By: Alec Camplin
Underlying the sharp rise of cricketer Marnus Labuschagne, the gritty, batting all-rounder is a lifelong faith in God.
In October Marnus made a surprise entry into the Test cricket scene, debuting against Pakistan. He’s since shown promise with the bat and ball though it’s his hard working demeanour that is setting him apart.
Coaches and peers have seen a great amount of character and potential in the 24 year old as the team looks to reshape its ethos stemming from the ball tampering saga last March and the resulting Cricket Australia Culture Review.
“His work ethic is as good as anyone’s.” says Australian coach Justin Langer. “He’s one of those guys who is like the heartbeat of the team … in terms of work ethic, desire, focus.”
“It does give me perspective on things. That cricket isn’t everything.”
After what’s been a whirlwind four months for the regular Gateway Baptist Church attendee he spoke with cricket.com.au about the role of his faith in his cricket and life.
“I’ve been a Christian my whole life,” he says. “I grew up going to church, and I made my own commitment to follow the Lord when I was 17, when I got baptised at my church, and it’s been a journey since then.
Unfortunately though, he was unable to retain his spot in the team for the first three Tests against India. Despite the promising start to his international career he notes the balance church and faith provides him when cricket doesn’t go as planned.
“It does give me perspective on things. That cricket isn’t everything. Although at times it does feel like it has become that…I know when I come back from wherever I have been, I’m coming into an environment where I’m loved. My faith has played a massive part these past few months.”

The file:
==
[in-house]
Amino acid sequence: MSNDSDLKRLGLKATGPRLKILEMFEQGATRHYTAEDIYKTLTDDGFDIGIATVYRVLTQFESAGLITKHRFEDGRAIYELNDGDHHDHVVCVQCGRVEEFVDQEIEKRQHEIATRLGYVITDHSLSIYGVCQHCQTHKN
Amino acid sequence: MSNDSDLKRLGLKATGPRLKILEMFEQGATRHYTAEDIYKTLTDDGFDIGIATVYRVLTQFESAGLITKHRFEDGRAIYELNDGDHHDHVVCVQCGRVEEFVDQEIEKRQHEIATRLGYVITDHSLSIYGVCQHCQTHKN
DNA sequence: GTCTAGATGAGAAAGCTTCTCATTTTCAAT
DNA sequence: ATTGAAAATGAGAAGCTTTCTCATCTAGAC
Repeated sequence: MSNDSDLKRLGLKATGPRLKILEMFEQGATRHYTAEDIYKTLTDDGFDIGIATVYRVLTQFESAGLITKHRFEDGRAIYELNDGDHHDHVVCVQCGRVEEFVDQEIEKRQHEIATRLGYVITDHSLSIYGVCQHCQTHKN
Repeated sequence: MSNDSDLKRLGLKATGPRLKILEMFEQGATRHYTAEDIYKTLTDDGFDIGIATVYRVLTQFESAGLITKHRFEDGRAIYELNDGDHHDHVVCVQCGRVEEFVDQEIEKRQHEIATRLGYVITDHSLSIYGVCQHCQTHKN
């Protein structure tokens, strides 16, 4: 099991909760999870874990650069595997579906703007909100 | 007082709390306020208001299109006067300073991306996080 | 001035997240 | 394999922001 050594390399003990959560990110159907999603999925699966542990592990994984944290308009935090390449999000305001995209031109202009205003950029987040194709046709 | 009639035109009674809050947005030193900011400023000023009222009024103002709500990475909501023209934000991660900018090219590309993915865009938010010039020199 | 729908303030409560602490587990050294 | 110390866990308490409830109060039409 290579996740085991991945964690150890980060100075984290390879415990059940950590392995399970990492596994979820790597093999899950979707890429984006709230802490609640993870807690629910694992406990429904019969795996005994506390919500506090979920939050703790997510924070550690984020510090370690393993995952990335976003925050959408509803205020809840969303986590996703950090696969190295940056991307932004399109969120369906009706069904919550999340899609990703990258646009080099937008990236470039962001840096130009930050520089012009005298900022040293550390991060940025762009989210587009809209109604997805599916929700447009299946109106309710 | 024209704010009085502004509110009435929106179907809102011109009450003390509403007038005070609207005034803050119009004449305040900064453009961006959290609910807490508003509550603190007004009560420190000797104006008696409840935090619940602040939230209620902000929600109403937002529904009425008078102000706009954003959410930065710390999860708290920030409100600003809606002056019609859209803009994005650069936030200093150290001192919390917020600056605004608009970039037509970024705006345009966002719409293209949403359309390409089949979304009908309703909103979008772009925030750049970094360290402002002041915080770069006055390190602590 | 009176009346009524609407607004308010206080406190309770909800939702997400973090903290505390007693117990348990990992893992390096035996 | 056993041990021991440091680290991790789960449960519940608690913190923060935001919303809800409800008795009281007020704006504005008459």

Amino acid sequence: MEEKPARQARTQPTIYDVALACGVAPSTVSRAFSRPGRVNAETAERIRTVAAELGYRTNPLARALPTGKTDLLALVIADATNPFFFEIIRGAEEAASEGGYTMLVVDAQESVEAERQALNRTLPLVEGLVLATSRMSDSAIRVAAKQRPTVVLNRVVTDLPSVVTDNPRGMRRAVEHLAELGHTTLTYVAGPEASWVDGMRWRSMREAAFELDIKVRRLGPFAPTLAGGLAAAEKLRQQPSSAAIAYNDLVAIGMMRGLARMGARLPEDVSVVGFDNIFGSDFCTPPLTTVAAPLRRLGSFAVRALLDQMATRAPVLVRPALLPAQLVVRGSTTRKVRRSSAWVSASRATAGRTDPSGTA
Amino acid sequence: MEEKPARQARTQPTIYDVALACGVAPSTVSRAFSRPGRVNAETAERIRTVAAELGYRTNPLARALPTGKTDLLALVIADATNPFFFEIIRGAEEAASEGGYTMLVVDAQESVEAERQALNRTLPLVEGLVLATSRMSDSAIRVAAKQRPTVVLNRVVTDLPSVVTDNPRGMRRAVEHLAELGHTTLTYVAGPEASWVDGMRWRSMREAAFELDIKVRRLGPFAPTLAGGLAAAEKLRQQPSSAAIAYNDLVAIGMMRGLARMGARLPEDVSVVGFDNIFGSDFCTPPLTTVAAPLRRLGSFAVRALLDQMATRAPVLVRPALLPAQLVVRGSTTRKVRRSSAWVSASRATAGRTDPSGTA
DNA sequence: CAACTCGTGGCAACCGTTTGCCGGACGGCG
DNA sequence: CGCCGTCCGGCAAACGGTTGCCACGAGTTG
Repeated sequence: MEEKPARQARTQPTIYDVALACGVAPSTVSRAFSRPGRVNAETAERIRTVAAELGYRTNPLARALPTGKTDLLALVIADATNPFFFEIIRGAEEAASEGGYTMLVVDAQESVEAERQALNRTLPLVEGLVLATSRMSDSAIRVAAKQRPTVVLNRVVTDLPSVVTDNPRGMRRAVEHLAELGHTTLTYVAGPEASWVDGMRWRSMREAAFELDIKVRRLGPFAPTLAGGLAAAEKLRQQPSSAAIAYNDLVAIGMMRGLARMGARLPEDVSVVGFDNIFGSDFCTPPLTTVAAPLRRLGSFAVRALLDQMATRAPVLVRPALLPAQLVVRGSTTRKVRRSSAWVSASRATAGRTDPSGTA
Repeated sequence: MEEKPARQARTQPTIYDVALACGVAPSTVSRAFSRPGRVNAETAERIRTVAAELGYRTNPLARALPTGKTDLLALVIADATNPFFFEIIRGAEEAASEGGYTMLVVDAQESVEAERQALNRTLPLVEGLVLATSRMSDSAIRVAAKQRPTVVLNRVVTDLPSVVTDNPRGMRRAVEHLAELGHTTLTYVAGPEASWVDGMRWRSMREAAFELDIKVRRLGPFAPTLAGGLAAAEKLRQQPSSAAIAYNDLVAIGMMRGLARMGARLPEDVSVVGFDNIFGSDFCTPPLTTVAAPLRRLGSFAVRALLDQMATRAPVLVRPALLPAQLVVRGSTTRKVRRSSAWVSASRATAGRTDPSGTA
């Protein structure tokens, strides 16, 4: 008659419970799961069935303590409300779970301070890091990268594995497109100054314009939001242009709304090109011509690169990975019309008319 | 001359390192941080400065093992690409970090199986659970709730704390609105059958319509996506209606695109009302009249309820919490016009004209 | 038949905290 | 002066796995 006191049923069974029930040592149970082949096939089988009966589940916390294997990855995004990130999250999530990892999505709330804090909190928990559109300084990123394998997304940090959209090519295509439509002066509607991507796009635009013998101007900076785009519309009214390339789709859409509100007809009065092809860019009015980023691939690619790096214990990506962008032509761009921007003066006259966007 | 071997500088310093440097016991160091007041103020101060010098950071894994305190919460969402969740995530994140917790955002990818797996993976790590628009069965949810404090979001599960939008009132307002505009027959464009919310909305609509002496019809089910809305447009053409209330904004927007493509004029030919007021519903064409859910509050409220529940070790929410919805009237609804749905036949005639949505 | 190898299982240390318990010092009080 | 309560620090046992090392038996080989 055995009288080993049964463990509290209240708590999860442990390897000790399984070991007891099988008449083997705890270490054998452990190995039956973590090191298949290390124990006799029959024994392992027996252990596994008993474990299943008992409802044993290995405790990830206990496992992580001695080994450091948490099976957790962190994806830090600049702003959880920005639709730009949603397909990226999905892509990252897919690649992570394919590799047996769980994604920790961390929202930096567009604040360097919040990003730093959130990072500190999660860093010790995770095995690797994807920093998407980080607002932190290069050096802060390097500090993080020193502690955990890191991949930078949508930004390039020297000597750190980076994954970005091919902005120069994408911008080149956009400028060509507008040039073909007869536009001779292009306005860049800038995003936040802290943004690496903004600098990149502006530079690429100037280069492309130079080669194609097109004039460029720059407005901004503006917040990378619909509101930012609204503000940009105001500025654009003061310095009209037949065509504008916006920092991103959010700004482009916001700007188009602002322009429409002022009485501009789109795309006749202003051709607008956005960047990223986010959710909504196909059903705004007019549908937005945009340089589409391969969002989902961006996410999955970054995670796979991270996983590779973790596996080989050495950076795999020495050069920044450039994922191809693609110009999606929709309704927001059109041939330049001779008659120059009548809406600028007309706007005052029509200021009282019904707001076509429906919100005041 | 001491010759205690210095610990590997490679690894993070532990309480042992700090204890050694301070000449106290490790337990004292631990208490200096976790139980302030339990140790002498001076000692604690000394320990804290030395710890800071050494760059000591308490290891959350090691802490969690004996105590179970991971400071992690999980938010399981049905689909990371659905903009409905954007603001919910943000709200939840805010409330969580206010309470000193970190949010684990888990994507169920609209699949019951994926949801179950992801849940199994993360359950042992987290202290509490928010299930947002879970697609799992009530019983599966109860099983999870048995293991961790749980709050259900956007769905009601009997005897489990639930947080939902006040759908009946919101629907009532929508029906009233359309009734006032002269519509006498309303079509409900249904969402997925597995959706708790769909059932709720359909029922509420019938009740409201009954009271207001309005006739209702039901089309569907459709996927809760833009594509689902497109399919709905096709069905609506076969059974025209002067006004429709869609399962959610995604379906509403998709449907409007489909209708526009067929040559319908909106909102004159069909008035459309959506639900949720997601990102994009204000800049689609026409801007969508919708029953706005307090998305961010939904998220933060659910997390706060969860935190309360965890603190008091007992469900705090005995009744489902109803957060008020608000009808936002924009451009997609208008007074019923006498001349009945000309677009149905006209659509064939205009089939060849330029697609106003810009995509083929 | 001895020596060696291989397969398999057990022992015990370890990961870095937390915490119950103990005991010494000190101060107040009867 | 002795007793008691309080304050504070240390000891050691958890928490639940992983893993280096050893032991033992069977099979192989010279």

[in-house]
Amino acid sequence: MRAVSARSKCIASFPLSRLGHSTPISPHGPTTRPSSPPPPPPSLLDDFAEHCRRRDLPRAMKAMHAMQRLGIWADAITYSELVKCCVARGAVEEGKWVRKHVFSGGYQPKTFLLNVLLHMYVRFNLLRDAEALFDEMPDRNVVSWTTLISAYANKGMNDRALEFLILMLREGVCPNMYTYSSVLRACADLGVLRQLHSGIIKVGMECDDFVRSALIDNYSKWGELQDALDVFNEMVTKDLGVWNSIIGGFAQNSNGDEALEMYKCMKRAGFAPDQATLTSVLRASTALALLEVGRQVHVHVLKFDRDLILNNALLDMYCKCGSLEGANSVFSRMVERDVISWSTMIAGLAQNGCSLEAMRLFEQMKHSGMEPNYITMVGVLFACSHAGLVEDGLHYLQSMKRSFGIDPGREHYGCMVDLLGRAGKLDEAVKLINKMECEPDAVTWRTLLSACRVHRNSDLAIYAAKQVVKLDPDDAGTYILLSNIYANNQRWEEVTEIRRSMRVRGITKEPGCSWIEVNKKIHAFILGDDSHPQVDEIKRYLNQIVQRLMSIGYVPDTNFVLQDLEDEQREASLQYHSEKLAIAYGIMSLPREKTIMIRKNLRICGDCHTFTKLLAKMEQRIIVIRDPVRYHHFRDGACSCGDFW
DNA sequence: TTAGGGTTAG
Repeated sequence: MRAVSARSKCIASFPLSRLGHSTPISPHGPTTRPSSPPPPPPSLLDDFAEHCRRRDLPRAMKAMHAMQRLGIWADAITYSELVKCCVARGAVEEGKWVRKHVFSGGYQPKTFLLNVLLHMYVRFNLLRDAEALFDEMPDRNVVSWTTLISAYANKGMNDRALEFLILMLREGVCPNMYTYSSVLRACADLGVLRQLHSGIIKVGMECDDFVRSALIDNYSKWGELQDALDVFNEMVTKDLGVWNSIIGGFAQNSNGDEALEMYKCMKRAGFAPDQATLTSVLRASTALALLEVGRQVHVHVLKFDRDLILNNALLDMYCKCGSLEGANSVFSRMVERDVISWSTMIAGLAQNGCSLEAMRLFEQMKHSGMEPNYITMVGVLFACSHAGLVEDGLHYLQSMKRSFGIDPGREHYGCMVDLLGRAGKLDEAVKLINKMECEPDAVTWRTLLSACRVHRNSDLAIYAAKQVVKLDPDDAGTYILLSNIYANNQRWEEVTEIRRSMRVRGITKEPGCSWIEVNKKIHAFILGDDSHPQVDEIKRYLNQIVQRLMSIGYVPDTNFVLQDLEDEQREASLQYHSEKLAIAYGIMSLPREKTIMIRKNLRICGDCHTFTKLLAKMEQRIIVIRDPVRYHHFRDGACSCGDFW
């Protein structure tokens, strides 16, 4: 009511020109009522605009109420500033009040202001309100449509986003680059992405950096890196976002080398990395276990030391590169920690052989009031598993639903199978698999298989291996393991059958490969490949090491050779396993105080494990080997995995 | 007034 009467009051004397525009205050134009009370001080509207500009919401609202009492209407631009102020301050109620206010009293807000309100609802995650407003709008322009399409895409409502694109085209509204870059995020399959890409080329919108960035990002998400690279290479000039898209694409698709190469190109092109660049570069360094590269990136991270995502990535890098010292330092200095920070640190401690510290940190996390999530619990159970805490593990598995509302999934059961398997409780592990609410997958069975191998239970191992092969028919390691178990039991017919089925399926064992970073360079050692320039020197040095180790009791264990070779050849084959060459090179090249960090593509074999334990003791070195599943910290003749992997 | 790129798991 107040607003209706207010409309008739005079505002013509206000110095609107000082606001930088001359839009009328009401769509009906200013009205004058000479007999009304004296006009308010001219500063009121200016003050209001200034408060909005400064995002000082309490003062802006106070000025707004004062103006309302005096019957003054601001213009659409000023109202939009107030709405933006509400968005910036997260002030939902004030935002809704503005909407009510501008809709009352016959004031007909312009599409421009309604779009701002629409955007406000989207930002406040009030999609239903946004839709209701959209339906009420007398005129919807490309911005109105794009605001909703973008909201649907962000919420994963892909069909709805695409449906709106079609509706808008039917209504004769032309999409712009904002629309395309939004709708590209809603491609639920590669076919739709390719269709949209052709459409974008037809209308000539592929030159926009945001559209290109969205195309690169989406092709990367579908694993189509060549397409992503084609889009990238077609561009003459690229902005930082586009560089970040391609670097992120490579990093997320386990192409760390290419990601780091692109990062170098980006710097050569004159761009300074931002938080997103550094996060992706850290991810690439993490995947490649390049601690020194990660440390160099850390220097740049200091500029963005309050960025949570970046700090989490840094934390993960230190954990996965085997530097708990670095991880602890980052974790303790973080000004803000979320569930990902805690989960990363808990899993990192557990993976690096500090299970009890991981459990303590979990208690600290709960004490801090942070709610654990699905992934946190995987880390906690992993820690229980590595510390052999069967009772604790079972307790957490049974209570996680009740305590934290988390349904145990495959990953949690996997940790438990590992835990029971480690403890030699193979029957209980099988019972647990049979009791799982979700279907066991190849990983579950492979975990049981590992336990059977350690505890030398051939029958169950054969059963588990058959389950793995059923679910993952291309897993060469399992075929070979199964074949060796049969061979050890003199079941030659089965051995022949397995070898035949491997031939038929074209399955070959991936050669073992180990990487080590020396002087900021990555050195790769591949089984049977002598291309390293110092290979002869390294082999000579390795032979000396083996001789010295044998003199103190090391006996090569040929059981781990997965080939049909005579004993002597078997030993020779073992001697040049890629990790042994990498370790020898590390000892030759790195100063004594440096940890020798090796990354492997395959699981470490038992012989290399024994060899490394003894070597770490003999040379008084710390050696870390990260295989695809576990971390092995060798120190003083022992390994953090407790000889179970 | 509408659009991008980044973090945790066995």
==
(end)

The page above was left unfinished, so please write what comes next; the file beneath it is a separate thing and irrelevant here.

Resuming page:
Labuschagne is very open about his faith, even displaying a small Isaiah 40:31 sticker on the back of his bat though he’ll admit it’s not something he has always found easy to share.
“…we’ve had some amazing conversations, about his faith, my faith, and how they sort of intertwine.’
“It’s definitely something where earlier, when I came into an ageing Bulls (Queensland State Team) squad and everyone knew I was Christian, that was a bit more challenging,” he says. “There were older players and it was a bit tougher. But people were willing to listen and try to understand me.”
Despite some preconceptions, his faith is very much now viewed by team mates as part of who he his is as a person. It has opened up a number of interactions with teammates keen to learn more about this side of him including Australia’s only practicing Muslim cricketer, Usman Khawaja.
“Usman and I have had numerous conversations about faith. Even from when I first came into the squad, we’ve had some amazing conversations, about his faith, my faith, and how they sort of intertwine.”
2019 is set to be an exciting year for the young cricketer. He’s re-earned his place in the side for the Sydney Test and with the Ashes coming up in August Ricky Ponting has already backed him to receive a plane ticket to England. Whatever happens though he will always have his faith in something much bigger than cricket.
Article supplied with thanks to 96five.